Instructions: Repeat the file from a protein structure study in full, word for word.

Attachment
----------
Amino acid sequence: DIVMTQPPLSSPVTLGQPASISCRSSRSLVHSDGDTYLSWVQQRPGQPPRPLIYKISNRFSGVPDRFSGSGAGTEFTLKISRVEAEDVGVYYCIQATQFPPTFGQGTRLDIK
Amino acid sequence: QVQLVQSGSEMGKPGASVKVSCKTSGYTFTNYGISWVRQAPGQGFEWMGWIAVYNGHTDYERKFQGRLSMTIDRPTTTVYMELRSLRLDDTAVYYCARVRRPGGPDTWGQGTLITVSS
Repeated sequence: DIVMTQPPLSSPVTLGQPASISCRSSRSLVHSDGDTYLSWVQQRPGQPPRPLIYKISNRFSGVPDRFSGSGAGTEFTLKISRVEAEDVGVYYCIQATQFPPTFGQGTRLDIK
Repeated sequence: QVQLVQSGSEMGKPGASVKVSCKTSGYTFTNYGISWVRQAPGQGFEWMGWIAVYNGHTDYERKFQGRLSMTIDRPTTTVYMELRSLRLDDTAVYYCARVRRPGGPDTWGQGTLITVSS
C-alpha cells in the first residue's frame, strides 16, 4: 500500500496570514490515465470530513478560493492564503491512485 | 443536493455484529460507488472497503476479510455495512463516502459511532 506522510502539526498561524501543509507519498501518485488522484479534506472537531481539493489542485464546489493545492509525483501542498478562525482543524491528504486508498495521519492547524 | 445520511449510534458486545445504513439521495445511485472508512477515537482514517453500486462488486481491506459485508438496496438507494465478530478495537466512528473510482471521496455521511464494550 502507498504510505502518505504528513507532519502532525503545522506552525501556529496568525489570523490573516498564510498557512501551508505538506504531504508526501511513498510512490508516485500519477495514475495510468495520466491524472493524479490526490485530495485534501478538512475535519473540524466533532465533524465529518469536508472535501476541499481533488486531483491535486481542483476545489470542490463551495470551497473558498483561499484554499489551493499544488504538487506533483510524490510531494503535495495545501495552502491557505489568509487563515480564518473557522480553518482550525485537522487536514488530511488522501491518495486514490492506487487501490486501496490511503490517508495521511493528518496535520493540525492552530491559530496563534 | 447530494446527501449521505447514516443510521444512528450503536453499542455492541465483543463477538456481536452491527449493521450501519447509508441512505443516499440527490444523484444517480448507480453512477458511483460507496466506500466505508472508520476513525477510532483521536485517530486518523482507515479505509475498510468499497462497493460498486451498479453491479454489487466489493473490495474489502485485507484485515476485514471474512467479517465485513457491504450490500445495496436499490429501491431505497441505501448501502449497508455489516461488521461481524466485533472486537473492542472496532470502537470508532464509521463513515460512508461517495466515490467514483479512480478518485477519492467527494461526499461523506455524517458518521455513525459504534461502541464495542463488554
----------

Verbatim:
Amino acid sequence: DIVMTQPPLSSPVTLGQPASISCRSSRSLVHSDGDTYLSWVQQRPGQPPRPLIYKISNRFSGVPDRFSGSGAGTEFTLKISRVEAEDVGVYYCIQATQFPPTFGQGTRLDIK
Amino acid sequence: QVQLVQSGSEMGKPGASVKVSCKTSGYTFTNYGISWVRQAPGQGFEWMGWIAVYNGHTDYERKFQGRLSMTIDRPTTTVYMELRSLRLDDTAVYYCARVRRPGGPDTWGQGTLITVSS
Repeated sequence: DIVMTQPPLSSPVTLGQPASISCRSSRSLVHSDGDTYLSWVQQRPGQPPRPLIYKISNRFSGVPDRFSGSGAGTEFTLKISRVEAEDVGVYYCIQATQFPPTFGQGTRLDIK
Repeated sequence: QVQLVQSGSEMGKPGASVKVSCKTSGYTFTNYGISWVRQAPGQGFEWMGWIAVYNGHTDYERKFQGRLSMTIDRPTTTVYMELRSLRLDDTAVYYCARVRRPGGPDTWGQGTLITVSS
C-alpha cells in the first residue's frame, strides 16, 4: 500500500496570514490515465470530513478560493492564503491512485 | 443536493455484529460507488472497503476479510455495512463516502459511532 506522510502539526498561524501543509507519498501518485488522484479534506472537531481539493489542485464546489493545492509525483501542498478562525482543524491528504486508498495521519492547524 | 445520511449510534458486545445504513439521495445511485472508512477515537482514517453500486462488486481491506459485508438496496438507494465478530478495537466512528473510482471521496455521511464494550 502507498504510505502518505504528513507532519502532525503545522506552525501556529496568525489570523490573516498564510498557512501551508505538506504531504508526501511513498510512490508516485500519477495514475495510468495520466491524472493524479490526490485530495485534501478538512475535519473540524466533532465533524465529518469536508472535501476541499481533488486531483491535486481542483476545489470542490463551495470551497473558498483561499484554499489551493499544488504538487506533483510524490510531494503535495495545501495552502491557505489568509487563515480564518473557522480553518482550525485537522487536514488530511488522501491518495486514490492506487487501490486501496490511503490517508495521511493528518496535520493540525492552530491559530496563534 | 447530494446527501449521505447514516443510521444512528450503536453499542455492541465483543463477538456481536452491527449493521450501519447509508441512505443516499440527490444523484444517480448507480453512477458511483460507496466506500466505508472508520476513525477510532483521536485517530486518523482507515479505509475498510468499497462497493460498486451498479453491479454489487466489493473490495474489502485485507484485515476485514471474512467479517465485513457491504450490500445495496436499490429501491431505497441505501448501502449497508455489516461488521461481524466485533472486537473492542472496532470502537470508532464509521463513515460512508461517495466515490467514483479512480478518485477519492467527494461526499461523506455524517458518521455513525459504534461502541464495542463488554